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Going Dairy-Free: Expert Advice And Tasty Recipes

6 MIN READ • 26th October 2021
Sian Bunney by Sian Bunney

Good news! Going dairy-free is pretty common nowadays, and supermarkets are catching on. In fact, supermarket giant Tesco has set a target to sell 300 percent more meat alternative protein by 2025, as demand for vegan products and dairy-free meals, such as dairy-free pizza and dairy-free chocolate, rises. Going dairy-free can be a little controversial, so before we reveal our delicious recipes, let’s uncover some dairy-free myths and explore expert advice.

Dairy-free myths, busted

We asked the experts to bust the biggest myths around what giving up dairy products means for your body. It’s also worth pointing out that if you’ve searched the web to ask ‘is vegan dairy free’, the answer is yes, vegans don’t consume dairy products. However, ‘vegan’ and ‘dairy-free’ are not the same, because although vegans don’t consume dairy, they also don’t eat eggs or any other animal-derived foods.

A dairy free diet plan can lead to a calcium deficiency

“This is a common myth among those who are critical of the vegan diet, although less is said about those that are eliminating dairy for reasons of milk allergy or lactose intolerance,” says Rob Hobson, Healthspan registered nutritionist. “While dairy foods are one of the richest sources of calcium, this mineral can be gleaned from many other foods. The recommended intake for adults aged 19-64 years old is 700mg per day, which can be obtained from plant foods including tofu, almonds, dark green leafy vegetables, sesame seeds, tahini and fortified plant milks.”

Cow’s milk is the only rich source of calcium

“While dairy is the most obvious source of calcium, it’s still absolutely possible to get enough calcium on a vegan diet,” states nutritionist Pixie Turner, for Discover Great Veg. “If you’ve swapped your dairy milk for dairy-free versions, make sure to check that it’s fortified with calcium as well as vitamins, such as vitamin D and B12. This makes alternatives more nutritionally equivalent to dairy, so you’re not missing out. 

“In addition, you can also make sure to include more calcium-rich plants into your diet; for example soy products, such as tofu, and chickpeas or kidney beans. Finally, people tend to forget that leafy greens, such as kale, cavolo nero and spinach are good sources of calcium. You might want to consider lightly cooking these, though, to ensure the calcium in them is more available to your body. Luckily this also tends to make them more delicious and versatile, too.”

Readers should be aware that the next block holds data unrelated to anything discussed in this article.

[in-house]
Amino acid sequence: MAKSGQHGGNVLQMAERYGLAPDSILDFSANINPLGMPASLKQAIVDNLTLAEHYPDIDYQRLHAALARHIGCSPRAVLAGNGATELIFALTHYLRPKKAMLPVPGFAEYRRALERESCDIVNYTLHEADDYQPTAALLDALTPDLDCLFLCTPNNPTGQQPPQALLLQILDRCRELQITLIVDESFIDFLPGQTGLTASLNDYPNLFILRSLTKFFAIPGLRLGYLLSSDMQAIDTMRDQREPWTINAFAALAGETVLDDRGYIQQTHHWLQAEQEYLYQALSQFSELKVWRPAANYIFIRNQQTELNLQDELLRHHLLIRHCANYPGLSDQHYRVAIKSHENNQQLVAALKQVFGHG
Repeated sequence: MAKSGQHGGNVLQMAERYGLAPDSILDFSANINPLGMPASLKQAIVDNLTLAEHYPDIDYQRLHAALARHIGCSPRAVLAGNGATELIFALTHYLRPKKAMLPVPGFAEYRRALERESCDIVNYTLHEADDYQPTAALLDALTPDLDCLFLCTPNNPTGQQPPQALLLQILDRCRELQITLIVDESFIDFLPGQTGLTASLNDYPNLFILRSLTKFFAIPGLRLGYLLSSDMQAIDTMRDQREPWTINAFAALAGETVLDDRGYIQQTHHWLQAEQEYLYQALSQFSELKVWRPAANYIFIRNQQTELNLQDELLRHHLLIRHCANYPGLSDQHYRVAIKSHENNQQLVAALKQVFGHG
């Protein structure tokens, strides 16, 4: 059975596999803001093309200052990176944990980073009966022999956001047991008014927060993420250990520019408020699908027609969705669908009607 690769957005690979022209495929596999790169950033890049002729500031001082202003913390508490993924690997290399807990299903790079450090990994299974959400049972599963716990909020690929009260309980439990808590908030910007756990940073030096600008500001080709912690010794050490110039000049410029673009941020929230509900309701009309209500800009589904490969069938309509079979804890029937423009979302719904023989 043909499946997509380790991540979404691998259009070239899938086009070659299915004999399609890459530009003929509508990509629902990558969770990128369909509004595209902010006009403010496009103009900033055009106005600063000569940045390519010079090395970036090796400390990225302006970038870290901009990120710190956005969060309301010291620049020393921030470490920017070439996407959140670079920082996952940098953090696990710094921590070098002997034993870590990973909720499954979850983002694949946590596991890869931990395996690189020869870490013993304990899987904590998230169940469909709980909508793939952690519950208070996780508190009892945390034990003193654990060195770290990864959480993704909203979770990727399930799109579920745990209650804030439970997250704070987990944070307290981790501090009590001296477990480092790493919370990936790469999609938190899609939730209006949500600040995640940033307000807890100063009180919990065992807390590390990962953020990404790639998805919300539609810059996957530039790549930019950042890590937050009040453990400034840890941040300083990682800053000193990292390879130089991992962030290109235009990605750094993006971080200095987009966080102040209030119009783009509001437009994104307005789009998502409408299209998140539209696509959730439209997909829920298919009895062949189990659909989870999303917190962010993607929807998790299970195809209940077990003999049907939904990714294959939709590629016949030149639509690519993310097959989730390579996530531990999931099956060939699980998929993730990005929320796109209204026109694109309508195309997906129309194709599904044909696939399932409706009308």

Dairy-free milks

Dairy-free milks are now a big staple on the supermarket shelves. With the likes of Alpro, Oatly and Innocent, you’ll be spoilt for choice. But what are the nut milk options, and other types of milk alternative? Almond milk is rich in healthy nutrients, coconut milk is fantastic when it comes to cooking, and other options such as oat milk, rice milk, cashew milk, hazelnut milk, soy milk, and even hemp milk are available too. Have a read of our guide to dairy-free milks to pick your favourite.

Read the label: watch out for sugar

Many food manufacturers have opted for sweet substitutes to give their dairy-free products a similar taste. Often, they use xylitol, which is plant-based, but more recently, other sugar substitutes such as coconut sugar have taken the market by storm, and can be found in foods such as dairy-free coconut yoghurt. Coconut sugar is made from coconut palm sap, which is the sugary circulating fluid of the coconut plant. While it might be plant-based, it doesn’t necessarily make it any better than other food products containing sugar. “It’s still a form of sugar,” says Sarah Anderson, Harley Street nutritionist. “This means it’s full of empty calories that your body will store as fat.” If you do want something sweet to snack on, foods that contain naturally occurring sugars instead of added ones are your best bet – try berries, bananas, mangoes and dates for that afternoon-slump sweet hit.

Dairy-free recipes

What springs to mind when you think of your morning meal? Pancakes or porridge? Sometimes, the key ingredient for those breakfasts can be cows’ milk, but they can also be made free-from! We’ve also got some delicious dessert recipes for those times where you need to indulge.

Dairy-free porridge

This warm and spicy porridge is the perfect dairy free recipe for a cold morning. It’s also ideal if you’re avoiding gluten, too. Spiced with cardamom and lemon zest and drizzled with almond butter, this porridge is packed with plant protein.

You can pan-fry the pears ahead of time and warm in a low oven when you need them. If you’re going grain-free, you could use a mixture of ground almond and coconut and cook it for half the time.

Ingredients:

  • 2 pears, peeled
  • 75g coconut oil
  • 1⁄2 tsp vanilla bean extract